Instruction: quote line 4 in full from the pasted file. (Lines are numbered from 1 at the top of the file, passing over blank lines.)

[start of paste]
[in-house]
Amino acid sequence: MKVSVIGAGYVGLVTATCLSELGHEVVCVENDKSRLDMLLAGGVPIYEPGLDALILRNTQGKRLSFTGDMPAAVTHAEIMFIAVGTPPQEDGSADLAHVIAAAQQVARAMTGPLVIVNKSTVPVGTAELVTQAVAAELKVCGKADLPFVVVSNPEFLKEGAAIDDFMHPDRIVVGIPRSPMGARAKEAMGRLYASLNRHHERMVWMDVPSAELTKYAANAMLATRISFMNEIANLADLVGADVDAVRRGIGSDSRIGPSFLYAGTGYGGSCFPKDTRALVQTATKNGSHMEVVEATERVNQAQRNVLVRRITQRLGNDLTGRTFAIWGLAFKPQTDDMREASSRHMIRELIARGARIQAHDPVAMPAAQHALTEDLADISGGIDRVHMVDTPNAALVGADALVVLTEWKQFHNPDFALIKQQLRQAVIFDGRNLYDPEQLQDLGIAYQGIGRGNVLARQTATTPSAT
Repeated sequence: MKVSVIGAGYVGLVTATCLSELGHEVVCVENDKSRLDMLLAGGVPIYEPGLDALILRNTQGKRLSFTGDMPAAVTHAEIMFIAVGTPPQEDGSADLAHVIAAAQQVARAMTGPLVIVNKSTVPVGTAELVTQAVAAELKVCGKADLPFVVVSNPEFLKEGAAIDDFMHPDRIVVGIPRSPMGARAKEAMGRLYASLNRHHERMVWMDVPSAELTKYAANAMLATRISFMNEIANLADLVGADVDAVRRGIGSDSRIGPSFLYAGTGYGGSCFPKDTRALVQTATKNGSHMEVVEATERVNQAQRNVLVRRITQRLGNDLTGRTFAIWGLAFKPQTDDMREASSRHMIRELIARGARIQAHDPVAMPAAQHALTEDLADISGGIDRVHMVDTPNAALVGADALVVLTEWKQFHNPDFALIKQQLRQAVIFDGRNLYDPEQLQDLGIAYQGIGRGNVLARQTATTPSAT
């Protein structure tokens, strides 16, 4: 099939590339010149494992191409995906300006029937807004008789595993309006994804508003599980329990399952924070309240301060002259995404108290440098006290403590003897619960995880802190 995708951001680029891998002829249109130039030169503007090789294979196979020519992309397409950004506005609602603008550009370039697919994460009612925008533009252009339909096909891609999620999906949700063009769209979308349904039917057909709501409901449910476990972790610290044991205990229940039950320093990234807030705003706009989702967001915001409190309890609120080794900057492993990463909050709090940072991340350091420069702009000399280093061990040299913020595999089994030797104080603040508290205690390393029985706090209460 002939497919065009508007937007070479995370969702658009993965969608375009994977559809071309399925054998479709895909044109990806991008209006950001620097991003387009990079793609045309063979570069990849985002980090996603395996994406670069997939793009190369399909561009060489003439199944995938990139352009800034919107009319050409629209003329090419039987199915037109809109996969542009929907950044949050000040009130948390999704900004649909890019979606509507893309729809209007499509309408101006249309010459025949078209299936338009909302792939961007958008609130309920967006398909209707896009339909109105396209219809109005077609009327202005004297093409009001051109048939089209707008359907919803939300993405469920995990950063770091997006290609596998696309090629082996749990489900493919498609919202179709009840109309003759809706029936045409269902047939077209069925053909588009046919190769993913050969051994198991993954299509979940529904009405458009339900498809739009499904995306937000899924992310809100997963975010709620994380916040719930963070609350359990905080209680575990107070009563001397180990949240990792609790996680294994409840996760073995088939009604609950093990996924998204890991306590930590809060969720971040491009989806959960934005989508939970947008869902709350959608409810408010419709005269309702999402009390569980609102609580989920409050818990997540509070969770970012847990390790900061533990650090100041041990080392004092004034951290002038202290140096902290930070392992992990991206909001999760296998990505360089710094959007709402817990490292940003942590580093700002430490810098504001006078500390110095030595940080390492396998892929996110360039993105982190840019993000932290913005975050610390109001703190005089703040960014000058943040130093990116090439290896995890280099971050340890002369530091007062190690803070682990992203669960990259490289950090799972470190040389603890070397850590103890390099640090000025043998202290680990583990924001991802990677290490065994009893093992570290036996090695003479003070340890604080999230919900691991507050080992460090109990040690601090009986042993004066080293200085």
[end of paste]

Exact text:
């Protein structure tokens, strides 16, 4: 099939590339010149494992191409995906300006029937807004008789595993309006994804508003599980329990399952924070309240301060002259995404108290440098006290403590003897619960995880802190 995708951001680029891998002829249109130039030169503007090789294979196979020519992309397409950004506005609602603008550009370039697919994460009612925008533009252009339909096909891609999620999906949700063009769209979308349904039917057909709501409901449910476990972790610290044991205990229940039950320093990234807030705003706009989702967001915001409190309890609120080794900057492993990463909050709090940072991340350091420069702009000399280093061990040299913020595999089994030797104080603040508290205690390393029985706090209460 002939497919065009508007937007070479995370969702658009993965969608375009994977559809071309399925054998479709895909044109990806991008209006950001620097991003387009990079793609045309063979570069990849985002980090996603395996994406670069997939793009190369399909561009060489003439199944995938990139352009800034919107009319050409629209003329090419039987199915037109809109996969542009929907950044949050000040009130948390999704900004649909890019979606509507893309729809209007499509309408101006249309010459025949078209299936338009909302792939961007958008609130309920967006398909209707896009339909109105396209219809109005077609009327202005004297093409009001051109048939089209707008359907919803939300993405469920995990950063770091997006290609596998696309090629082996749990489900493919498609919202179709009840109309003759809706029936045409269902047939077209069925053909588009046919190769993913050969051994198991993954299509979940529904009405458009339900498809739009499904995306937000899924992310809100997963975010709620994380916040719930963070609350359990905080209680575990107070009563001397180990949240990792609790996680294994409840996760073995088939009604609950093990996924998204890991306590930590809060969720971040491009989806959960934005989508939970947008869902709350959608409810408010419709005269309702999402009390569980609102609580989920409050818990997540509070969770970012847990390790900061533990650090100041041990080392004092004034951290002038202290140096902290930070392992992990991206909001999760296998990505360089710094959007709402817990490292940003942590580093700002430490810098504001006078500390110095030595940080390492396998892929996110360039993105982190840019993000932290913005975050610390109001703190005089703040960014000058943040130093990116090439290896995890280099971050340890002369530091007062190690803070682990992203669960990259490289950090799972470190040389603890070397850590103890390099640090000025043998202290680990583990924001991802990677290490065994009893093992570290036996090695003479003070340890604080999230919900691991507050080992460090109990040690601090009986042993004066080293200085």